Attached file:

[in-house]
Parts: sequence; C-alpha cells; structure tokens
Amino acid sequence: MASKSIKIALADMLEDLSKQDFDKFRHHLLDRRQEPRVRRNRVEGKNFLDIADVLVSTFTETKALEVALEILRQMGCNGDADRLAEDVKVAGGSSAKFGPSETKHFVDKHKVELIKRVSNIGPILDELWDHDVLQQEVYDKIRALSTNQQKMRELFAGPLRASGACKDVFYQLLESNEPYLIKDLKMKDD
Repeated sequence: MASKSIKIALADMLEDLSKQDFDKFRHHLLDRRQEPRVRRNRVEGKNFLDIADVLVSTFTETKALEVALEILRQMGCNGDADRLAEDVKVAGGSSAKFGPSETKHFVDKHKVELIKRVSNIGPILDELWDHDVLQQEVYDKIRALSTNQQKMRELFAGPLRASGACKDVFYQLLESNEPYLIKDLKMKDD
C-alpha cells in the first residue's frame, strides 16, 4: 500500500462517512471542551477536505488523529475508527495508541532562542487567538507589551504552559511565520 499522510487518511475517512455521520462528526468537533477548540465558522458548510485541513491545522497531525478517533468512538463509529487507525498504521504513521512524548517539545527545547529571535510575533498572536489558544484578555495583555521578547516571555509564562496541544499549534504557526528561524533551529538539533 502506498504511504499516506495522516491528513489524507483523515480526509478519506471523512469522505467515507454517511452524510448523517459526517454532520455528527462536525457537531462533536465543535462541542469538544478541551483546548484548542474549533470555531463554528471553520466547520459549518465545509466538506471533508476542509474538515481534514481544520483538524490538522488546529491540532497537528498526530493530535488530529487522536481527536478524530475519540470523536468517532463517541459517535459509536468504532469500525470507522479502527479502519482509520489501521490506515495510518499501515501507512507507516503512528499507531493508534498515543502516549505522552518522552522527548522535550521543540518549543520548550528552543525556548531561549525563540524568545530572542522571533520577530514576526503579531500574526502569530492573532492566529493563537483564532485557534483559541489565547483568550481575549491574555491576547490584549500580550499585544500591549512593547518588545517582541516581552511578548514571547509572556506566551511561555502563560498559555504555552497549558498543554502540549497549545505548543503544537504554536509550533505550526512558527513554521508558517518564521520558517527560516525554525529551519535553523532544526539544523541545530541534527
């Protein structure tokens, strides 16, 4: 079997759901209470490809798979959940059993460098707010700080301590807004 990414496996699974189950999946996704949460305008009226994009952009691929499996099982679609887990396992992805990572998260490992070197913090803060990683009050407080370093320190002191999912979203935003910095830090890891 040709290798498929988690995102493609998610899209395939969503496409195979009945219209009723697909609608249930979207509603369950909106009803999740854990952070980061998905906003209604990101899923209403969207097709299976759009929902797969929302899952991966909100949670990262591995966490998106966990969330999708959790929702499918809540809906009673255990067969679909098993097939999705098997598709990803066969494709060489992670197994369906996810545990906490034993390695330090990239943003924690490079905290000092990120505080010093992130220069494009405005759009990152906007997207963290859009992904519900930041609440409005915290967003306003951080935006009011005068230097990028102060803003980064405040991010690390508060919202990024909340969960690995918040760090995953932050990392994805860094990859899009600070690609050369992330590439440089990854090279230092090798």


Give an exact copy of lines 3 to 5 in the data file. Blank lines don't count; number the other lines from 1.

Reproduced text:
Amino acid sequence: MASKSIKIALADMLEDLSKQDFDKFRHHLLDRRQEPRVRRNRVEGKNFLDIADVLVSTFTETKALEVALEILRQMGCNGDADRLAEDVKVAGGSSAKFGPSETKHFVDKHKVELIKRVSNIGPILDELWDHDVLQQEVYDKIRALSTNQQKMRELFAGPLRASGACKDVFYQLLESNEPYLIKDLKMKDD
Repeated sequence: MASKSIKIALADMLEDLSKQDFDKFRHHLLDRRQEPRVRRNRVEGKNFLDIADVLVSTFTETKALEVALEILRQMGCNGDADRLAEDVKVAGGSSAKFGPSETKHFVDKHKVELIKRVSNIGPILDELWDHDVLQQEVYDKIRALSTNQQKMRELFAGPLRASGACKDVFYQLLESNEPYLIKDLKMKDD
C-alpha cells in the first residue's frame, strides 16, 4: 500500500462517512471542551477536505488523529475508527495508541532562542487567538507589551504552559511565520 499522510487518511475517512455521520462528526468537533477548540465558522458548510485541513491545522497531525478517533468512538463509529487507525498504521504513521512524548517539545527545547529571535510575533498572536489558544484578555495583555521578547516571555509564562496541544499549534504557526528561524533551529538539533 502506498504511504499516506495522516491528513489524507483523515480526509478519506471523512469522505467515507454517511452524510448523517459526517454532520455528527462536525457537531462533536465543535462541542469538544478541551483546548484548542474549533470555531463554528471553520466547520459549518465545509466538506471533508476542509474538515481534514481544520483538524490538522488546529491540532497537528498526530493530535488530529487522536481527536478524530475519540470523536468517532463517541459517535459509536468504532469500525470507522479502527479502519482509520489501521490506515495510518499501515501507512507507516503512528499507531493508534498515543502516549505522552518522552522527548522535550521543540518549543520548550528552543525556548531561549525563540524568545530572542522571533520577530514576526503579531500574526502569530492573532492566529493563537483564532485557534483559541489565547483568550481575549491574555491576547490584549500580550499585544500591549512593547518588545517582541516581552511578548514571547509572556506566551511561555502563560498559555504555552497549558498543554502540549497549545505548543503544537504554536509550533505550526512558527513554521508558517518564521520558517527560516525554525529551519535553523532544526539544523541545530541534527